1) Prosumer - having slightly larger sensor as compared to the rest of the P&S, most of them have some form of manual control (you can control ISO, aperture and shutter speed) and many of them have hot shoes for external flashes and other accessories such as digital viewfinder, etc). They are not really cheap but is small and very portable. More notable prosumer cameras in the market was the Canon's G12, S95 (this one don't have hot shoe), Nikon's P7000, Olympus's XZ-1, Panasonic's LX5.

    2) Mirrorless - these cameras are designed as compact camera with APS-C or micro 4/3 sensor. Which mean they take very close DSLR standard's photos while having the size of prosumer camera (a bit bigger in some cases). The main problem is, they aren't as fast as real DSLR, and might have suffer from some shutter lag. The more notable ones are Olympus's PEN series (micro 4/3), Panasonic G and GH series (micro 4/3), Samsung NX series (APS-C) and Sony's NEX series (APS-C).

    3) SLT - well... this is Sony's patented design and up till now there are two members in this family - A33 and A55 (soon there will be a couple more - A77 and A35), basically they are speed demon especially the A55... excellent photo quality. They are small compared to a DSLR, but big compared to the mirrorless.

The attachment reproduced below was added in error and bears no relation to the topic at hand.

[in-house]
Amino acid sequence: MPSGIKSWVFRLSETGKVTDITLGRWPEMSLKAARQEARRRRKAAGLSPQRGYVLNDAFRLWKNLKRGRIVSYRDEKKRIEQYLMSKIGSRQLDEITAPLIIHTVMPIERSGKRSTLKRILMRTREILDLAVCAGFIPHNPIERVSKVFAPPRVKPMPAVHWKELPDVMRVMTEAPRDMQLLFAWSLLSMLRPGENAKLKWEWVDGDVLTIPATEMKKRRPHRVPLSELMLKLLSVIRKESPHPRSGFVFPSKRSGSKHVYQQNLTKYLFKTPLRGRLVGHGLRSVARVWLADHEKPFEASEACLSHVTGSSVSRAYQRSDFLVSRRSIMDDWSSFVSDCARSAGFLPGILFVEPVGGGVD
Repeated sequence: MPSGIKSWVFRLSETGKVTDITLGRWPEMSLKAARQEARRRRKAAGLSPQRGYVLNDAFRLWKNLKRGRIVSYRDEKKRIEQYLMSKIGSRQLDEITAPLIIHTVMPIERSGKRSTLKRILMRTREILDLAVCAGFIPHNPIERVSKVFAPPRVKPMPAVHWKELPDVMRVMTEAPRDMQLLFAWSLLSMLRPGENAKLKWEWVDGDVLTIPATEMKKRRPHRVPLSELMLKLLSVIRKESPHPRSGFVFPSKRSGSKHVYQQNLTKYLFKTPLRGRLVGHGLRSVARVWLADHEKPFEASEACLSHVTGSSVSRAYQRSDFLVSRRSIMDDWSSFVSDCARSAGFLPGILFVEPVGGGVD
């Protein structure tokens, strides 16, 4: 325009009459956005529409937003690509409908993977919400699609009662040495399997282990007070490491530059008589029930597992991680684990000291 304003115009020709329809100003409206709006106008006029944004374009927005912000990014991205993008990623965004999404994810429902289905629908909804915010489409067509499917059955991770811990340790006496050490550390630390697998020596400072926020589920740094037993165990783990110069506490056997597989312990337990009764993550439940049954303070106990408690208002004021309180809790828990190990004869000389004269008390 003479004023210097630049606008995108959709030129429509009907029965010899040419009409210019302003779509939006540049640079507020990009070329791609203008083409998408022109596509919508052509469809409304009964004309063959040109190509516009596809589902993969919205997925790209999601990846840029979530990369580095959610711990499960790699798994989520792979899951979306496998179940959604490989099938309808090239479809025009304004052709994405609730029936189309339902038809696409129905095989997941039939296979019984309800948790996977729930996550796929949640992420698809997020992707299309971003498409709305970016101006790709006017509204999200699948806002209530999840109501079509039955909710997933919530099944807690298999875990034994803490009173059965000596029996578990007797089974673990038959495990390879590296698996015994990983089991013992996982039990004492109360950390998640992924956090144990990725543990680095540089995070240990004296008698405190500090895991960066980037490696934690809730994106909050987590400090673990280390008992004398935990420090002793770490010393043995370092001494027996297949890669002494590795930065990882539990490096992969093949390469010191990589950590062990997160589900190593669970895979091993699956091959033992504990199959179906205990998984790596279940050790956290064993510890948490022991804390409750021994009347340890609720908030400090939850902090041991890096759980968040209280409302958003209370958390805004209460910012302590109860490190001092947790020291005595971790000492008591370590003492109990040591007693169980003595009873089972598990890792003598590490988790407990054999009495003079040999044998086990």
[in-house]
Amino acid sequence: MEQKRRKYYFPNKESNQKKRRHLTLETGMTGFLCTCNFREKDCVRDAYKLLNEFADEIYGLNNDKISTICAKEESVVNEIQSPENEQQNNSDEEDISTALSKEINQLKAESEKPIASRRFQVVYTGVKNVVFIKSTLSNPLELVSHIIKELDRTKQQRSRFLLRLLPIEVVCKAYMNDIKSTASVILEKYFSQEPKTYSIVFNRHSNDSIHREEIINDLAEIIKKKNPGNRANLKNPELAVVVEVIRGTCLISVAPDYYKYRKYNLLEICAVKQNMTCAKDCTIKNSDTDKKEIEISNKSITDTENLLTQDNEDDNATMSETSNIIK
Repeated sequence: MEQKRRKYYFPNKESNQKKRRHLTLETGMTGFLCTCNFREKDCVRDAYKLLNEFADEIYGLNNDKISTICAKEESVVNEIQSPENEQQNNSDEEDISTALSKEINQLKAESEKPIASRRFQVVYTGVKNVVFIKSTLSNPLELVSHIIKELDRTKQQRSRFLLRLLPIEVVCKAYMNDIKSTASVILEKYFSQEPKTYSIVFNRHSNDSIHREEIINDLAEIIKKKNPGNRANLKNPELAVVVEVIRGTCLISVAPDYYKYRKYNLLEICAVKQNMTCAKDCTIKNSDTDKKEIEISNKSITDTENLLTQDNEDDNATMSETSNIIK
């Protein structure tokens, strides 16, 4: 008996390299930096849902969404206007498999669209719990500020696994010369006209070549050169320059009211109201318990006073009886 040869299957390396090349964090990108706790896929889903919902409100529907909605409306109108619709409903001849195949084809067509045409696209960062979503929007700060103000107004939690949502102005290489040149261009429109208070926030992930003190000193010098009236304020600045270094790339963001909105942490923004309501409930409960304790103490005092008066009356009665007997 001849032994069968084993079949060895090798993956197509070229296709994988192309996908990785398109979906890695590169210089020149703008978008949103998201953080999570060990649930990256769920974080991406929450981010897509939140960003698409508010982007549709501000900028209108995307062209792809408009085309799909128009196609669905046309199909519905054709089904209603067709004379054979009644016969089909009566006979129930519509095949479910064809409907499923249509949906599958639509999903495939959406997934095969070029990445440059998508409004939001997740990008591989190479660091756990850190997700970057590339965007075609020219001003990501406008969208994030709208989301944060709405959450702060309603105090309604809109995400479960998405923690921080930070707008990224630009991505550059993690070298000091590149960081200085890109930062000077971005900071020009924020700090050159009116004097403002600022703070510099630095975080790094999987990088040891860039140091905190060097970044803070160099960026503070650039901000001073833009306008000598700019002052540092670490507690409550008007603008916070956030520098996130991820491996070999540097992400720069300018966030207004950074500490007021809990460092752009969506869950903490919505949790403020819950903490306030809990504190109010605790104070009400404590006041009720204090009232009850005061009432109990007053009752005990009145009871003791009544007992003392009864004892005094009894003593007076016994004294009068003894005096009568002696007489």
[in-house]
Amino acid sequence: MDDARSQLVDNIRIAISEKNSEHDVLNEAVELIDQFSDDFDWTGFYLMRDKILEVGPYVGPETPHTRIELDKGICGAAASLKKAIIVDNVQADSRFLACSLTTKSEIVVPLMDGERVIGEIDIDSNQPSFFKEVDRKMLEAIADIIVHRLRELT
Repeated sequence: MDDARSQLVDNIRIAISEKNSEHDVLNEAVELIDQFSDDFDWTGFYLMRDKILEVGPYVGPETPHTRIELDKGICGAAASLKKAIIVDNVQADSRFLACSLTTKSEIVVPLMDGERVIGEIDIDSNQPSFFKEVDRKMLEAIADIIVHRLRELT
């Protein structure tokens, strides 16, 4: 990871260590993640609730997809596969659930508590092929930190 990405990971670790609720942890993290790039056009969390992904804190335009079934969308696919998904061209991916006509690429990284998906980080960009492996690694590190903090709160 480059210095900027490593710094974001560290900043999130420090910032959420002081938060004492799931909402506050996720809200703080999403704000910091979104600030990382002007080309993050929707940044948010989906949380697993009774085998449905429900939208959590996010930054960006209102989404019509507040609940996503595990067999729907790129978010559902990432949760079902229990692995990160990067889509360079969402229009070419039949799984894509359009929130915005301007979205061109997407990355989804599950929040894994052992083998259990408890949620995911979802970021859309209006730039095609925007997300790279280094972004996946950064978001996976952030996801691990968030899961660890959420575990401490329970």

4) DSLR - these are full size DSLR, normally came in three forms, entry-level, semi-pro and professional level. They took excellent photo, can be very fast and was also very versatile. But they are quite heavy to being with.

    So by looking at the abovementioned, you would need to ask yourself which category do you actually want to go into. Only after choosing those that you could actually decide to look further into what brands of the camera you would want to buy.

    I would say that all these cameras are built for what they are designed for, and all of them are good... there are no one brand that is better than the other and please forget about DXOmark or lab or something like that. They did the test in a lab, and frankly I wouldn't trust them too much. Read the reviews of each camera that you have zoomed in, then go to the shops and test them out. The most important factor was that you feel comfortable when holding and shooting with the camera, do note the following,

    a) ergonomic,
    b) weigh and size
    c) button layout
    d) user interface
    e) cost

    As to the number of lens available and stuff like that... I think it is pretty secondary... for example... Canon and Nikon had the largest collection of lens available in the market, but you ain't going to buy all of them. You just need a few... or maybe even one (depending on what you would like to shoot).

    As to how to improve your night shots... well I have not really handle Olympus FE-5500 camera before and do not know the extend of the controls. But you could invest in a cheap tripod, use the tripod to steady your camera, then use very slow shutter speed to take the photo. That way you do not need a flash and still get pretty sharp pic. As to how to diffuse your flash, there are a couple of way you could actually play around with. The first is to use a miramat sheet (those thing that came with your expensive handbag and stuff like that, tied it over your flash or use a sticky tape to tape it over your flash... it should help to diffuse the flash... you could even use a cardboard to direct your flash to shoot at area you want.